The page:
Edit (Feb. 27, 2017): I advise anyone who’s interested in the Spectre x360 to look elsewhere. After using 5 (FIVE) different units, 4 of them exhibited very loose trackpads while the one with an okay trackpad had USB-C issues. HP’s lack of quality control is unacceptable and inexcusable, especially given the cost of the laptop.
With thin display bezels and two forward-thinking USB-C Thunderbolt 3 ports, the HP Spectre x360 seems like a very promising 2-in-1 / convertible laptop.
I opted to try the more expensive $1,299 configuration, which is / was actually on sale for $150 less at Best Buy, totaling $1,149. You can find its product page here. HP even decided to throw in a faux-leather sleeve for the Spectre, which was a small but nice addition.
Before I get into what I did and didn’t like about it, here are the 13-w023dx’s specs.
- CPU: Intel Core i7-7500U (2.7GHz base / 3.5GHz boost)
- GPU: Intel HD Graphics 620 (integrated)
- RAM: 16GB LPDDR3-1866MHz SDRAM
- SSD: 512GB PCI-E NVME M.2
- Display: 13.3″ 1920×1080 touchscreen
- Ports: 2x USB-C 3.1 / Thunderbolt 3, 1x USB-A 3.1, 3.5mm headset jack
- Dimensions: 12″ wide, 8.6″ deep, 0.5″ thick
- Weight: 2.84 pounds
Build Quality and Design
As you would expect for a laptop that costs more than a grand, the Spectre x360 has a fantastic design with solid build quality to boot.
Display / Touchscreen
Even better is that the display has extremely slim bezels, similar to the Dell XPS 13 and Lenovo Yoga 910. This allowed HP to make the entire laptop slimmer in width compared to others. It’s noticeable, and makes transporting it even easier.
Windows 10 actually handles touch on a large screen rather well, and I’ve found it a complete joy to use. While you can fold the screen all the way back to use the Spectre as a tablet, I often found myself folding it to an angle that makes it ideal for tabletop use. I’ll never buy a laptop that doesn’t have a convertible touchscreen.
As the display is only 1920×1080, the CPU and GPU aren’t working as hard as a more higher resolution display. Pixel density is plenty high enough for a screen of this size, so something like text appears nice and crisp.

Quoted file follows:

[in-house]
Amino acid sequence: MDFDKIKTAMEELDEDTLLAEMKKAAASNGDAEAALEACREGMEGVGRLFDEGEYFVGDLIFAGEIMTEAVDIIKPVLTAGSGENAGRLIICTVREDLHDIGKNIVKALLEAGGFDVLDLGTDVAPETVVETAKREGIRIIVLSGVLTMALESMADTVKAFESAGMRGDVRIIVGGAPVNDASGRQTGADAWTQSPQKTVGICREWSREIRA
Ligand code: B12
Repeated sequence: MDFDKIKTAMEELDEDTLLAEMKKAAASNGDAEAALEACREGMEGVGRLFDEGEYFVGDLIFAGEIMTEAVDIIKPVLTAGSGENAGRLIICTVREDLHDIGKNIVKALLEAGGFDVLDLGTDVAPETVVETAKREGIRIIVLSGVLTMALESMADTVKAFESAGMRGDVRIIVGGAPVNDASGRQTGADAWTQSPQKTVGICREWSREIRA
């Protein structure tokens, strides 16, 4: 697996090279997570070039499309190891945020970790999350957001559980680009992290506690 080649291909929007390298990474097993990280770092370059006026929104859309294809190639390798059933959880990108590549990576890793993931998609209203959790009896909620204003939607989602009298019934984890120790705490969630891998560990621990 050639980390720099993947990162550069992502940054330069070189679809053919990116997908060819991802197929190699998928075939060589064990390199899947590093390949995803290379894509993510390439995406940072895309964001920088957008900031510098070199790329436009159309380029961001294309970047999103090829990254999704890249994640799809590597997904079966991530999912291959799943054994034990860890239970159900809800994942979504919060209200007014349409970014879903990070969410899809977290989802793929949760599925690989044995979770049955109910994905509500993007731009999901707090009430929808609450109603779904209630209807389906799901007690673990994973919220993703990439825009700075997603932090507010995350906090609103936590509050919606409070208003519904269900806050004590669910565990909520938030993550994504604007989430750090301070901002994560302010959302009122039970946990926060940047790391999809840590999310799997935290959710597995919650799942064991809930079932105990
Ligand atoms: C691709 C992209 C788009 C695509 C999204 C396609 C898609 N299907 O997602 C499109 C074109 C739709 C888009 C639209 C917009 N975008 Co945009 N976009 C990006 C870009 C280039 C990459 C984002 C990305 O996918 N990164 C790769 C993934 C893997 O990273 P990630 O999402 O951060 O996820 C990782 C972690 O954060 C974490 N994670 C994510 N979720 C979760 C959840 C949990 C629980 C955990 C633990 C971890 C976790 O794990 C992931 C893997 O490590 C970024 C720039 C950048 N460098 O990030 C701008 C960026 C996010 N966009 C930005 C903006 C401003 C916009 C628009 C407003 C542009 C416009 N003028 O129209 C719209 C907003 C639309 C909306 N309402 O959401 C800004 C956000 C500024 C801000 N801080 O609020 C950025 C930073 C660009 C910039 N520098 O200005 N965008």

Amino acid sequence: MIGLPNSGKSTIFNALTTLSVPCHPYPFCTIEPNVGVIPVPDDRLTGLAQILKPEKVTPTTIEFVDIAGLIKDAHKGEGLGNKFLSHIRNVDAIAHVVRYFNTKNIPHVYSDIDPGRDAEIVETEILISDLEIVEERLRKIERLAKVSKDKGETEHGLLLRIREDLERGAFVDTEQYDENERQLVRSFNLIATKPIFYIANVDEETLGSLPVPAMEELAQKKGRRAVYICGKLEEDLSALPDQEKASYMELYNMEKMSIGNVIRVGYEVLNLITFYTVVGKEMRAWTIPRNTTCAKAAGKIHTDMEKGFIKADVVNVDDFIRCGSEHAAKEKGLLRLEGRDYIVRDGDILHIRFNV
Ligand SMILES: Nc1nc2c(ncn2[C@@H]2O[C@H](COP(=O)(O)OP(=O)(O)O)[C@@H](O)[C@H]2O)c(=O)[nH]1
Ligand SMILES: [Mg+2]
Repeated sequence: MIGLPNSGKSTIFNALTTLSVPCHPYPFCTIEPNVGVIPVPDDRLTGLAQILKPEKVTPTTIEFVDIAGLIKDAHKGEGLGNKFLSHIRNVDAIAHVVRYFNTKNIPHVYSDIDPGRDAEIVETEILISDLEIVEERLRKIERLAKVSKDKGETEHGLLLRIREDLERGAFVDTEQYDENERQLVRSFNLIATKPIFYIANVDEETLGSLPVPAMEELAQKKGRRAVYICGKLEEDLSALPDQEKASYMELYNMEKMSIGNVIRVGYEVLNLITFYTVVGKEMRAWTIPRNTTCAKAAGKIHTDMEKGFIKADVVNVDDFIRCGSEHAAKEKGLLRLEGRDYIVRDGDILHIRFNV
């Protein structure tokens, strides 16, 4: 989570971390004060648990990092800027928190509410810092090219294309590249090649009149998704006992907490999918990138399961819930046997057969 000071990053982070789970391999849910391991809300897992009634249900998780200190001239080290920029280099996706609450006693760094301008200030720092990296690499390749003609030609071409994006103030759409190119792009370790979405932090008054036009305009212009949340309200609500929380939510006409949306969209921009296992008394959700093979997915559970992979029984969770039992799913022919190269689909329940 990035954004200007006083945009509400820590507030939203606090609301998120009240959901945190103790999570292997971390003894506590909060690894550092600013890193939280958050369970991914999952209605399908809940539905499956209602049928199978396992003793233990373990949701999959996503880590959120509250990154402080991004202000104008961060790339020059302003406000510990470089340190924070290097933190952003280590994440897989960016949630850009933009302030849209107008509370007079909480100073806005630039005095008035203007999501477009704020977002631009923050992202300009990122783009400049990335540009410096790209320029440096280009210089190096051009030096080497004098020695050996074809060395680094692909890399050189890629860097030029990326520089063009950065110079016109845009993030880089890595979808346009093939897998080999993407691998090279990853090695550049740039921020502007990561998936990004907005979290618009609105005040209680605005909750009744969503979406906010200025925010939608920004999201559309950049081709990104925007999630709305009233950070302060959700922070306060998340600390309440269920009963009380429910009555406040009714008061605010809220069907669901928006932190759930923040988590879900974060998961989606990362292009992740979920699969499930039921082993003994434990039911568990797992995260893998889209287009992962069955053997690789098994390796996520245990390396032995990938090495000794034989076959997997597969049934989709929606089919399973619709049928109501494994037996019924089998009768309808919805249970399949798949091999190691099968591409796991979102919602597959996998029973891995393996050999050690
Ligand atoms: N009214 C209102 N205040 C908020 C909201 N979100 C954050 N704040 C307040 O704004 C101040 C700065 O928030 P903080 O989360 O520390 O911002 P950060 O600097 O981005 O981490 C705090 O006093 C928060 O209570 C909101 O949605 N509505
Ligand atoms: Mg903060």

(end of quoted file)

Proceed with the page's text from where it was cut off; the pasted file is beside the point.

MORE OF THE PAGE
You can go from pressing the power button to being at your Windows lock screen in under 3 seconds. That’s blazing fast, and I don’t know if any non-Windows laptop can compete.
On a laptop, it’s the best keyboard I’ve used. Key travel feels just right, and you get a great amount of feedback when the keys are pressed. Nothing I ever typed was missed, and it was simply a joy to type on. The sound of the keyboard was pleasant, too.
Despite there being a dealbreaking volume bug (as mentioned below), the use of four speakers resulted in loud audio, and thanks to some Bang & Olufsen tuning, it sounded pretty good as well.
Unlike most laptops, both USB-C ports are Thunderbolt 3 compatible, so you are able to use accessories such as external video card enclosures. Many will complain about this, but there is a legacy USB-A 3.0 port for your older devices. I personally wouldn’t mind if it did without the older port, as I want everything to be USB-C as fast as possible.
Update (Feb. 27, 2017): 5 of the 4 Spectre x360’s I used had very loose trackpads. HP’s lack of quality control is unacceptable given the price of this laptop. Therefore, I recommend skipping this laptop altogether.
Update: With even more tweaking of the Synaptics trackpad software, I haven’t experienced the issue with clicking nearly as much as before. Still, there is plenty of room for improvement.
HP opted to use non-Precision trackpads from Synaptics. While wide and comfortable, tracking isn’t quite as precise as I expected. I often found that, when clicking, the cursor would move as I’m pressing the trackpad down, resulting in clicking on things that I wasn’t aiming for. This alone is what drove me to return the Spectre. There is also a noticeable delay when using multi-finger taps, such as 2-finger tap-to-right-click. Further, an issue with quality was that, even if you gave it a light tap, it would sound as though there is a gap between the bottom of the trackpad and the Spectre’s chassis. Interestingly, this only occurred with the left half of the trackpad, but who knows when the other half will exhibit the same behavior. I’ve used trackpads on sub-$500 laptops that worked better than this, and were all Precision trackpads.